Saturday, February 24, 2007

Snail Butter - Beurre d'Escargots

In Burgundy they eat their snails swimming in delicious garlicky parsley butter, spearing them from their shells with cute two pronged forks made just for the purpose. But beurre d'escargots is not just for snails anymore, you know. It can be spread on warm crusty bread, a knob can be set to melt on a freshly seared steak, it can be spread on cod to be baked in papillote, melted over potatoes, and more. It keeps for weeks, if you don't find uses for it all at once, and it also freezes well. Today I made some to try out an idea for oysters.

Hum de dum dum...

The recipe I finally settled on over the years as my standard in fact comes from Paul Bocuse's cookbook La Cuisine du Marché. I initially had a rather blah feeling about this cookbook because some of the recipes say things like "garnish with sliced truffles and serve", and Lord knows only Kate can do that. Lets just say some of the recipes are not put into a realistic framework for the home kitchen, even for a French home kitchen, and the market is often missing those truffles! I wasn't too convinced at first that I could cook from his book as a companion to my common market excursions, although logically it seemed that the market he must have had in mind was one like St. Antoine. The method was bare bones as well. Not one photograph, no context given for anything, and no description about how to do anything. Just reminders and advice about ingredients, how to choose them, and proportions. In fact many of his recipes are missing oven temperatures or times of cooking. One day I realized that this book is actually Paul Bocuse's kitchen notebook, with information he compiled over many years, and like many of the best references, the content seems richer the more I learn. I started getting more and more from it, and it is now one of my first references when I'm curious about how to do something, because the proportions are always true.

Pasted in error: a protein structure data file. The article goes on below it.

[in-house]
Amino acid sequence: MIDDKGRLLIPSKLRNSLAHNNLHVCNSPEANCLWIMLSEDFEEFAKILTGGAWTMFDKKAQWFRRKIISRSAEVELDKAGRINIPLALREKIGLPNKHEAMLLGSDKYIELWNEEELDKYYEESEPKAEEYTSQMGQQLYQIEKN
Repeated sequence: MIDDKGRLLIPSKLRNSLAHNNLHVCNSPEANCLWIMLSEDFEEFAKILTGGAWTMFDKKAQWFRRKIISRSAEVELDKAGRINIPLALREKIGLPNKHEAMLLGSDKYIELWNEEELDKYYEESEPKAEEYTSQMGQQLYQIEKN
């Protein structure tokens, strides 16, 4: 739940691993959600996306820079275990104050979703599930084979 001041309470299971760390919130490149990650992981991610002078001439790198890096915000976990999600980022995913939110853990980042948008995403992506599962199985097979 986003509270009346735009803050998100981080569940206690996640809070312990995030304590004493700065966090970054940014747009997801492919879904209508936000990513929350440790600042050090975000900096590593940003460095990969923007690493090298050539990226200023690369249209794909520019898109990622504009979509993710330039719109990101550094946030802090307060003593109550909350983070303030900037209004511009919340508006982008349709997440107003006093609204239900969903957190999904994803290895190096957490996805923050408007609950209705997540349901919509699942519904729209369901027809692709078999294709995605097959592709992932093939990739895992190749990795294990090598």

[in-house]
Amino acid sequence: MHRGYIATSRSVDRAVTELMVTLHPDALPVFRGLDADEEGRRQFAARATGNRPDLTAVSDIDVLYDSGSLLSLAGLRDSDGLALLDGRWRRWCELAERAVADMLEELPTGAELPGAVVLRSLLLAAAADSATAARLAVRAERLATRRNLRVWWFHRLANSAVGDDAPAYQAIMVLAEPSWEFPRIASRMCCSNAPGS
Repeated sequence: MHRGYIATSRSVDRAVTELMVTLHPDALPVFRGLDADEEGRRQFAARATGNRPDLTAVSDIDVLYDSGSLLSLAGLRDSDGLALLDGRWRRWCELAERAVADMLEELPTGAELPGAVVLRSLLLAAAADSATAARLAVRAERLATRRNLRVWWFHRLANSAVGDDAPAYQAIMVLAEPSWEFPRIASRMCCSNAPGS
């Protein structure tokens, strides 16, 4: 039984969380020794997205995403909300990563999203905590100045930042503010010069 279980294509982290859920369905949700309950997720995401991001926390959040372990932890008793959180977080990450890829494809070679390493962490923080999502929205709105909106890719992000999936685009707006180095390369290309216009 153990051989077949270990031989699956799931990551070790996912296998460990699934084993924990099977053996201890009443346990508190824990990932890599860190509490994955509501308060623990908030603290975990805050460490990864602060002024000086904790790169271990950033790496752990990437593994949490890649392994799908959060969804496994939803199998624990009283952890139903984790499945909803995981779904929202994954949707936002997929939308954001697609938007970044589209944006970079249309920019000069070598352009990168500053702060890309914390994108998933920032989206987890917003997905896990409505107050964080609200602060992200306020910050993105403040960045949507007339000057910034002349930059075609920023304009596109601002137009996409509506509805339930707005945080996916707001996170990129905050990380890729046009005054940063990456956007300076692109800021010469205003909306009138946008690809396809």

His proportions for beurre d'escargots:

1 kilo of butter
20 grams coarse sea salt
1 gram of ground black pepper
a grating of nutmeg
50 grams crushed garlic
40 grams chopped shallots
50 grams almonds
100 grams finely chopped parsley

this translates to a reasonable amount as follows -

100 grams of butter (or a bit less than a stick)
2 grams of coarse sea salt or about 1/2 teaspoon
a grind of black pepper
a light grating of nutmeg
5 grams or about a clove of winter garlic (more if the garlic is fresh - use your judgement)
4 grams minced shallot or about 3/4 of a small shallot
5 grams of almonds or about 5 almonds
10 grams or the leaves from about 20 sprigs of healthy parsley, finely chopped

Crush the shallots, garlic, and almond with a mortar & pestle until smooth. Add the minced parsley and the lightly softened butter. Mix them well until it is a homogenous paste. Keep cool in a ceramic container.

Hey! Lets try it on some OYSTERS!

After about 7 minutes in a very hot oven.

Philippe Dupuis, Produceur-Ostréiculteur, always gives us 13 when we order a dozen. I always make sure Loic has the last one. We got into a heated discussion on the way home about the difference between the claires and the specials. We ate 6 no. 5s raw and then cooked the no. 3s. They were all delicious.
Just as we were finishing up the no. 5s I saw that I was not the only one inspired by oysters this morning.

Labels: , ,


Blogger Linda said...

wow what amazing photos. beautiful post!

5:22 PM, March 02, 2007  
Anonymous queenwilly said...

Gorgeous! I'm looking forward to making this. Thanks.

2:36 AM, July 27, 2010  

Post a Comment

<< Home